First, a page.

1. Pet peeve - when a recipe talks down to me. I've been cooking and baking for years now. Please don't tell me to mix until well-combined or to sift the flour or to scrape down the sides of the mixing bowl to make sure all the mixture gets combined. I know, some people may need that, but really, you're just wasting my reading time and my cooking time. Simple is best for recipes! Sometimes I like figuring out how to do it myself with just the ingredients.

2. I'm ashamed to admit it, but I don't like to listen to an instructional / coaching / life wisdom video or follow a You Tube workout video (which I do often) by a twenty-year old. It sounds really arrogant and I would have been most upset twenty years ago if you'd said something like that. It's just, I want someone with experience if I'm going to learn something from them. It's so wrong, because I know they probably know more about yoga or whatever it is than I do, but still, I feel cheated, like I'm going to get half of the info.

3. Instead of waking up on a winter's morning shivery and cold, even with about three layers on, and wanting to cuddle up to hubby, the tables have turned. Now I want to kick off the blankets, don't often wear socks, and love it when he warms up his cold hands on my bare tummy. Maybe something to do with peri-menopause, I have no idea.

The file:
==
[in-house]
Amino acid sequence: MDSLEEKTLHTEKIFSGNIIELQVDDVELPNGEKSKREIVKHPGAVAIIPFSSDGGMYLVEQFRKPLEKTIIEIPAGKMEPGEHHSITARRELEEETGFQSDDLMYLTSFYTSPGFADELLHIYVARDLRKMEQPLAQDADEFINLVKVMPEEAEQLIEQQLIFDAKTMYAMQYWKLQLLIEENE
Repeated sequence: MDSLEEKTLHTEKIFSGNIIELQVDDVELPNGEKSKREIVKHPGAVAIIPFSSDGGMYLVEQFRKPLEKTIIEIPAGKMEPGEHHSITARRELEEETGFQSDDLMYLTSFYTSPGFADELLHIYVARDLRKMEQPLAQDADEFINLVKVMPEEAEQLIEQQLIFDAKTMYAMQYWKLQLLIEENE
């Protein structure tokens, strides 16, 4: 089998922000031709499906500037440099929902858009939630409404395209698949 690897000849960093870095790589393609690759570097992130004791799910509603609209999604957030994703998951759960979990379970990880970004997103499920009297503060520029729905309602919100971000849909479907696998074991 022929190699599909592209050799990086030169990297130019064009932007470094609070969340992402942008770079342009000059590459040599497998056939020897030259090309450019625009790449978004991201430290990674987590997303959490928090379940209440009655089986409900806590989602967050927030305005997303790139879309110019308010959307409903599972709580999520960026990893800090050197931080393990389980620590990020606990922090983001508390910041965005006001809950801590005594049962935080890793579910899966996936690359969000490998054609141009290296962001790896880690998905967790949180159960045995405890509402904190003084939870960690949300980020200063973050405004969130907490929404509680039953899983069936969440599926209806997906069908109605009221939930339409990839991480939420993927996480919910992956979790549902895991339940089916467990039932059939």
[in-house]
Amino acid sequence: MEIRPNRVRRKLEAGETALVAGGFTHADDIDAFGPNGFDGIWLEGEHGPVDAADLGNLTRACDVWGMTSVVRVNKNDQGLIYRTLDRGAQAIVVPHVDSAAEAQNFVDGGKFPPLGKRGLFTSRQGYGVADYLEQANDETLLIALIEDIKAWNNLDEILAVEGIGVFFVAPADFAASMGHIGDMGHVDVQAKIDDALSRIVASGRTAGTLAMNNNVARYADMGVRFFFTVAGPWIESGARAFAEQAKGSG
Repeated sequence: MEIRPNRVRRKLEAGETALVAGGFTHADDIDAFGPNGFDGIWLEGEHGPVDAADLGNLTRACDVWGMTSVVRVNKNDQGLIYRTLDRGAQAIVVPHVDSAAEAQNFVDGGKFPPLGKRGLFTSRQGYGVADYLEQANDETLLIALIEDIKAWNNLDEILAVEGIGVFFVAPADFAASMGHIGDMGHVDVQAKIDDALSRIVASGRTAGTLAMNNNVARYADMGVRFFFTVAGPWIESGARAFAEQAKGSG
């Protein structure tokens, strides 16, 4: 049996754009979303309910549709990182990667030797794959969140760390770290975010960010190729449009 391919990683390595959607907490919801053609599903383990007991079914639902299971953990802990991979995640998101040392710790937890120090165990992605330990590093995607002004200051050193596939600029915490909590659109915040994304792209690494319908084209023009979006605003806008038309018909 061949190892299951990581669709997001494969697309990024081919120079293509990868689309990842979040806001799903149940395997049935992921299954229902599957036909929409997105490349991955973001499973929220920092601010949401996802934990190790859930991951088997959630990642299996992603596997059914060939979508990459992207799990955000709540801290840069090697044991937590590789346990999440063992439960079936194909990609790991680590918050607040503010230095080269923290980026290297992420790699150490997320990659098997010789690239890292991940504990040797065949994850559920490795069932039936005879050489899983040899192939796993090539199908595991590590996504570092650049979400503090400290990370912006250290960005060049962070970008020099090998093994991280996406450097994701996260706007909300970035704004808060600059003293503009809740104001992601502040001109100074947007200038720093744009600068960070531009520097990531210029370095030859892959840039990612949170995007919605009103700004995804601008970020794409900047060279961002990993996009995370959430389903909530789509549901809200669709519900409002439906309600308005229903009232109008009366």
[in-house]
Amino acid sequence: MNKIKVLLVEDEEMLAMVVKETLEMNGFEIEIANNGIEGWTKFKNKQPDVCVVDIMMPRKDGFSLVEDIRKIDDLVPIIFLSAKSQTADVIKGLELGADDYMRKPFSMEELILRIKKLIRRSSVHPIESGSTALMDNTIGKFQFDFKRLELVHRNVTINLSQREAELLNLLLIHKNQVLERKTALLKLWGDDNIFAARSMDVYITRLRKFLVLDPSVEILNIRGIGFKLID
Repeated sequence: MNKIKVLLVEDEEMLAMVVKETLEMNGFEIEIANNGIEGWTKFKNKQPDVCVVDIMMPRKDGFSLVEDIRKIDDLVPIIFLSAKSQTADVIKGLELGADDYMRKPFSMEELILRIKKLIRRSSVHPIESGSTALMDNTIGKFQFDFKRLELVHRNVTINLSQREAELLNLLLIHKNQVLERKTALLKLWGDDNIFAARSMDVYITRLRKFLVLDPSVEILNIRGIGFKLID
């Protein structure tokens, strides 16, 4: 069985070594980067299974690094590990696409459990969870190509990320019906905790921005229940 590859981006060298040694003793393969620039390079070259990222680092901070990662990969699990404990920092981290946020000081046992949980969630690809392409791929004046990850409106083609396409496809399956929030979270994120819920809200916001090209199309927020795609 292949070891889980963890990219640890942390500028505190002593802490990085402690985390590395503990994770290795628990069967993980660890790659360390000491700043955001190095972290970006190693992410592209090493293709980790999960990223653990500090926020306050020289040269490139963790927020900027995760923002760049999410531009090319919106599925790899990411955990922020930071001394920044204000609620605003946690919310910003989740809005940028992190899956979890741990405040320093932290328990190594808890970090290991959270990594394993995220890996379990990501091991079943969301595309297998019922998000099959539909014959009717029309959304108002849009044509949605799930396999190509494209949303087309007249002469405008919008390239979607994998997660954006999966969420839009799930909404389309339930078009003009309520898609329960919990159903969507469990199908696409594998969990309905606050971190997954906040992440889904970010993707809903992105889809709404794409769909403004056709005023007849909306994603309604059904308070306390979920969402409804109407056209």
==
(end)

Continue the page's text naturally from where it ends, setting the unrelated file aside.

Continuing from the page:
4. I care a lot less what people think of me. As a young twenty or thirty year old I was an intense people-pleaser. Now, I like to go my own way and if you don't like it, tough cookie! It's my life and I have one life to live and am about halfway through if I do well, so I'm going to look after this soul here. It's very liberating.

5. I don't get that broodiness I used to get when someone I knew had a baby. In my thirties I used to secretly wish a late accidental baby would be sprung upon us and I would get that soft bundle again to cuddle. I do not feel the same way anymore. I'm waiting for my grandchildren who I can hand back when they have colic or when I have something I need to do. I can't imagine sleepless nights anymore (I love my sleep) or buckets of nappies to wash (we did the towelling route and environmental me would probably go the same way again) and breast pumps, and puréeing food into a browny-green mush then trying to feed them to a reluctant baby. Or worst of all, labour pains and the horrible expectation of going through them for nine months.

6. I used to love high-impact aerobics and jogging to work myself towards a 10km race, now I'll stick to gentle yoga, thanks, where I get to relax, breathe and stretch in between working out my muscles. Even parkrun sucks and that's only 5km. I think that's more a fitness issue, but I prefer gentle walking now and using it to brainstorm my plots than pushing myself to get a best time.